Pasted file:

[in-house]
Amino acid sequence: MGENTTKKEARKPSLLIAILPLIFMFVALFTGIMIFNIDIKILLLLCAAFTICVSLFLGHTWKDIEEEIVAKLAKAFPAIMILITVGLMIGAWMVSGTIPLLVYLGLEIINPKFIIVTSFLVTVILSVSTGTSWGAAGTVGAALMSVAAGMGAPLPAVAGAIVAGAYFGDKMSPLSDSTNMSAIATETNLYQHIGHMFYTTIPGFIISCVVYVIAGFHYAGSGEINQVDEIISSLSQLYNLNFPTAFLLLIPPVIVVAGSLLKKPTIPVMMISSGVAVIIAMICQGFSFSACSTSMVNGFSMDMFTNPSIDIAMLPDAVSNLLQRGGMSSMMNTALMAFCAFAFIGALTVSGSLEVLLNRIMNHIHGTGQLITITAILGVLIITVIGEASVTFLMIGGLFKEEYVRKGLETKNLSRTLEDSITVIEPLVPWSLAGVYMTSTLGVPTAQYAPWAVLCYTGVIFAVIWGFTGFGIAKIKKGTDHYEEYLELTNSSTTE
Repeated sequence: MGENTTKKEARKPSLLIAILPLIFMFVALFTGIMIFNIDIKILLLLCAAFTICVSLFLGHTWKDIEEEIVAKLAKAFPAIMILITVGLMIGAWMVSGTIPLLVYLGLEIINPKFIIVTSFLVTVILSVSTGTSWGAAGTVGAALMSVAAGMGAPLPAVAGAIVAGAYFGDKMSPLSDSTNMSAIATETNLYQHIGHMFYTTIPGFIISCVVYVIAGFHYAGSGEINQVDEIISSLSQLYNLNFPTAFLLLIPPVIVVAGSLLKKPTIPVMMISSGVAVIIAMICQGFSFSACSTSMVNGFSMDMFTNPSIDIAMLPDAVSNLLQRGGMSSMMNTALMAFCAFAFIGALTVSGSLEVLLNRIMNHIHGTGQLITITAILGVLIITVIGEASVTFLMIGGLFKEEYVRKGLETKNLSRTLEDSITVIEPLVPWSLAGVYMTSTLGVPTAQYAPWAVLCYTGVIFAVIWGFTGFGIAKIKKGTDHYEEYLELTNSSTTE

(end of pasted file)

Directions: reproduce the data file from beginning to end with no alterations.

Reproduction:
[in-house]
Amino acid sequence: MGENTTKKEARKPSLLIAILPLIFMFVALFTGIMIFNIDIKILLLLCAAFTICVSLFLGHTWKDIEEEIVAKLAKAFPAIMILITVGLMIGAWMVSGTIPLLVYLGLEIINPKFIIVTSFLVTVILSVSTGTSWGAAGTVGAALMSVAAGMGAPLPAVAGAIVAGAYFGDKMSPLSDSTNMSAIATETNLYQHIGHMFYTTIPGFIISCVVYVIAGFHYAGSGEINQVDEIISSLSQLYNLNFPTAFLLLIPPVIVVAGSLLKKPTIPVMMISSGVAVIIAMICQGFSFSACSTSMVNGFSMDMFTNPSIDIAMLPDAVSNLLQRGGMSSMMNTALMAFCAFAFIGALTVSGSLEVLLNRIMNHIHGTGQLITITAILGVLIITVIGEASVTFLMIGGLFKEEYVRKGLETKNLSRTLEDSITVIEPLVPWSLAGVYMTSTLGVPTAQYAPWAVLCYTGVIFAVIWGFTGFGIAKIKKGTDHYEEYLELTNSSTTE
Repeated sequence: MGENTTKKEARKPSLLIAILPLIFMFVALFTGIMIFNIDIKILLLLCAAFTICVSLFLGHTWKDIEEEIVAKLAKAFPAIMILITVGLMIGAWMVSGTIPLLVYLGLEIINPKFIIVTSFLVTVILSVSTGTSWGAAGTVGAALMSVAAGMGAPLPAVAGAIVAGAYFGDKMSPLSDSTNMSAIATETNLYQHIGHMFYTTIPGFIISCVVYVIAGFHYAGSGEINQVDEIISSLSQLYNLNFPTAFLLLIPPVIVVAGSLLKKPTIPVMMISSGVAVIIAMICQGFSFSACSTSMVNGFSMDMFTNPSIDIAMLPDAVSNLLQRGGMSSMMNTALMAFCAFAFIGALTVSGSLEVLLNRIMNHIHGTGQLITITAILGVLIITVIGEASVTFLMIGGLFKEEYVRKGLETKNLSRTLEDSITVIEPLVPWSLAGVYMTSTLGVPTAQYAPWAVLCYTGVIFAVIWGFTGFGIAKIKKGTDHYEEYLELTNSSTTE